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Leadership / Digital Transformation

IoT smart cities ‘most UK people don’t even understand the concept’

UK citizens lack knowledge about smart cities, putting this IoT vertical in jeopardy, a nationwide survey carried by the Institution of Engineering and Technology (IET) has found.

In the report "Smart Cities – Time to involve the people", the UK organisation unveiled that only two in ten (18%) of the population has heard of a ‘smart city’.

The IET alerts that there is a real danger that smart cities in the UK may be developed without sufficient insight into what people actually want them to deliver.

Awareness of ‘smart cities ‘is lowest amongst those aged over 65 (6%) and highest among those aged 18-34 (37%).

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Of the 531 people surveyed, one third was unable to select the correct definition of a smart city from a list of options.

Eight percent of respondents said a smart city is "a city that has a higher than average proportion of universities and colleges and aims to attract the most intellectual".

A further 5% saw it as "a city that has a strict cleaning regime for its buildings, roads and public places".

According to the IET, a smart city uses modern digital communications technology to monitor, manage and enhance key infrastructure and public services. This can include transport and traffic management, energy, water and waste management, healthcare and other community services.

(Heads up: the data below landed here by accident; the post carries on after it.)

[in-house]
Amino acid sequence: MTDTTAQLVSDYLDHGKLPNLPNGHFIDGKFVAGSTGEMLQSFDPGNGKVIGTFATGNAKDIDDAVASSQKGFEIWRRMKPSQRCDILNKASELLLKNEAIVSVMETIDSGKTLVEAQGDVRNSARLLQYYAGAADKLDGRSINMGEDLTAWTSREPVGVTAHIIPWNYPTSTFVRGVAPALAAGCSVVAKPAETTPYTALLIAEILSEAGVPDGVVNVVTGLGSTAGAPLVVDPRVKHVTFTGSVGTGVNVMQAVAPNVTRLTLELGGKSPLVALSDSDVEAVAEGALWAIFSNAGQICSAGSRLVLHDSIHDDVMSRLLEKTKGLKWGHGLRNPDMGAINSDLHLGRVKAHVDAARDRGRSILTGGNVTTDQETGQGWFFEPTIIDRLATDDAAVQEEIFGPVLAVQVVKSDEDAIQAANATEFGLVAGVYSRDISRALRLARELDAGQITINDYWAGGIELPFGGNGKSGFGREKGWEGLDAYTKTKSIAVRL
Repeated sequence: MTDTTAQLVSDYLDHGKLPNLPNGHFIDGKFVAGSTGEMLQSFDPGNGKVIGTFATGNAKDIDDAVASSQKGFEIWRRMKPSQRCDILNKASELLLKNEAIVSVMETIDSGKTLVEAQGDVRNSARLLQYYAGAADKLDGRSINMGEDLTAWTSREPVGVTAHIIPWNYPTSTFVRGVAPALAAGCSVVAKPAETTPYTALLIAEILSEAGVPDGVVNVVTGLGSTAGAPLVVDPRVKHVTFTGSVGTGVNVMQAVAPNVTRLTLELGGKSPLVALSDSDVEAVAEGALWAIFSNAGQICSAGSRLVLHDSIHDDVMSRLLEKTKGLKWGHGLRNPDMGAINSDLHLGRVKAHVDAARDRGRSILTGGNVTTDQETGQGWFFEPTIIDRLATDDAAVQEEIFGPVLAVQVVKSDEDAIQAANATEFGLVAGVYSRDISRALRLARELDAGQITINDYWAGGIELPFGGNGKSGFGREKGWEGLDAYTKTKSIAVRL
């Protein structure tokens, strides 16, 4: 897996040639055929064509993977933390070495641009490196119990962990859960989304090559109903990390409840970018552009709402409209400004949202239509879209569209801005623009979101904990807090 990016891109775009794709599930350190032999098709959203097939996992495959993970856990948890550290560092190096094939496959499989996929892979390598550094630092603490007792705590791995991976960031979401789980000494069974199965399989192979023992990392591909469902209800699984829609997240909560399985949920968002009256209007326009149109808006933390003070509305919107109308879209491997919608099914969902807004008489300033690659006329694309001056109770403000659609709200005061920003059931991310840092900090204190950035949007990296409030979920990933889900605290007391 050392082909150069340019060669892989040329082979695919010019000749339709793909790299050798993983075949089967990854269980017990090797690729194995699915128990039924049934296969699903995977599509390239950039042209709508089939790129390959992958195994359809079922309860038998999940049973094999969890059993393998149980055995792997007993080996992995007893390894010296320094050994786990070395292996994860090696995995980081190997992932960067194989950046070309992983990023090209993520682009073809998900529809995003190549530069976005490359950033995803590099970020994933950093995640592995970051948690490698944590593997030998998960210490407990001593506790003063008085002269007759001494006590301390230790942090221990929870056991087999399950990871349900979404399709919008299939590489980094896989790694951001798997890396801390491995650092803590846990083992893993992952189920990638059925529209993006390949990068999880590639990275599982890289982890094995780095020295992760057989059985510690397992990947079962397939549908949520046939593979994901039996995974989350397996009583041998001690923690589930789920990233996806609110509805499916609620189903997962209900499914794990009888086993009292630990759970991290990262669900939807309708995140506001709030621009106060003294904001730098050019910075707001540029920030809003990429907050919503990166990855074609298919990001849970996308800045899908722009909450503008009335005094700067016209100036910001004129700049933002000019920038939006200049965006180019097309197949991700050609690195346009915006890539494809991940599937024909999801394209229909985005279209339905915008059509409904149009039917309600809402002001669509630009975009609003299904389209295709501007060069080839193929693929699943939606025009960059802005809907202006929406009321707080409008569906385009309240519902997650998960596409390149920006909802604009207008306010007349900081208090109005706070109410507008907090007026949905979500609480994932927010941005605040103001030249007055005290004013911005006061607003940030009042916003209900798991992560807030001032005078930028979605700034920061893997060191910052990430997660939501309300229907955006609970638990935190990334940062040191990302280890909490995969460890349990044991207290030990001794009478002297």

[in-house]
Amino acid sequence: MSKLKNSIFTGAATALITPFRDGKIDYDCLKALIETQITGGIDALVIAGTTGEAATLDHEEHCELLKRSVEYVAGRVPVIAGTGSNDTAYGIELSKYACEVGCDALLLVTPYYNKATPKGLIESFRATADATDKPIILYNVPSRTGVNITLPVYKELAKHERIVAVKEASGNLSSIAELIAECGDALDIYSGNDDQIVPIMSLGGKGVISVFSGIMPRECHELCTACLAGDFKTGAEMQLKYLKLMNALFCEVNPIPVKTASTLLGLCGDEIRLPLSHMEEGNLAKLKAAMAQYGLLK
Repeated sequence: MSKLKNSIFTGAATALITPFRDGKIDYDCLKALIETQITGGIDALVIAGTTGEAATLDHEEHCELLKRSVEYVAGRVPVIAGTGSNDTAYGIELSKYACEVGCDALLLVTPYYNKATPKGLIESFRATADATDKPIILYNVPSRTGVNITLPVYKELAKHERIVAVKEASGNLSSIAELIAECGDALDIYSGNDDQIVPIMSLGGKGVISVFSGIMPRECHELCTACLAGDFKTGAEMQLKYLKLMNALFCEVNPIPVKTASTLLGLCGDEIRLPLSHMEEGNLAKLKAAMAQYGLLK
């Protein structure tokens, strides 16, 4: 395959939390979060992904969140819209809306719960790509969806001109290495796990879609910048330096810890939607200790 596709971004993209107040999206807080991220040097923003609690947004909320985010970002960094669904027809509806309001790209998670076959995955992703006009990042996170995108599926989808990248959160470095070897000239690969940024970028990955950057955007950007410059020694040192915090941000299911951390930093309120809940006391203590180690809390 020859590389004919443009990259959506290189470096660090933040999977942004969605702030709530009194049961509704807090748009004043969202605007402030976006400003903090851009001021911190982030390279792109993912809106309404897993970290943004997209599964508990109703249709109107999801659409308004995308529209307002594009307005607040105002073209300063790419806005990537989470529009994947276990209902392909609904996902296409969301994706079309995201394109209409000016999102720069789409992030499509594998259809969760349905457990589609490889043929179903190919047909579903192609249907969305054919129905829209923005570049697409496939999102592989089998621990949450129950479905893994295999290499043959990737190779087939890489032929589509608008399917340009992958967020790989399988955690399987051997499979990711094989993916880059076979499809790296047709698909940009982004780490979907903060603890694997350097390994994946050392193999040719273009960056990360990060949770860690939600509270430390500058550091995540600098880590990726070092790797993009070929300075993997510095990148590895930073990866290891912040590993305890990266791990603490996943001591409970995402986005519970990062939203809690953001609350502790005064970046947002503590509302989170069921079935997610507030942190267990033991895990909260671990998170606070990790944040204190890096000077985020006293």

Asked about what they believe is the most useful asset of a smart city, 29% of respondents said intelligent streetlights, which are activated by movement, automatically adjust to improve safety, deter crime, and save energy are useful.

This is followed by 25% that support green buildings that monitor energy consumption and distribution and also collect and recycle water and waste.

Twenty-three percent said sensors embedded in roads and buildings which measure traffic flow and predict congestion are also useful.

Only 15% saw some value in up-to-the-minute travel updates delivered to a smartphone and 8% rated driverless or electric vehicles hired or ordered from smartphones as the least useful application in a smart city.

As a result, the IET has called for a UK-wide public engagement programme about the positive role technology can play in helping to improve cities and communities.

Alan Howard, IET‘s head of thought leadership, told CBR: "The IET is calling for a UK-wide engagement programme involving industry and government, but also schools and universities, to generate dialogue and excitement about the benefits of smart cities and how they could improve many aspects of our lives.

"Smart cities offer a fantastic opportunity for us to do so many things in a better and more sustainable way such as reducing our commuting time, improving our personal safety, saving energy, the possibilities are endless. Ultimately, a truly smart city will be one which listens to and acts on the needs of the people who live, work and play there."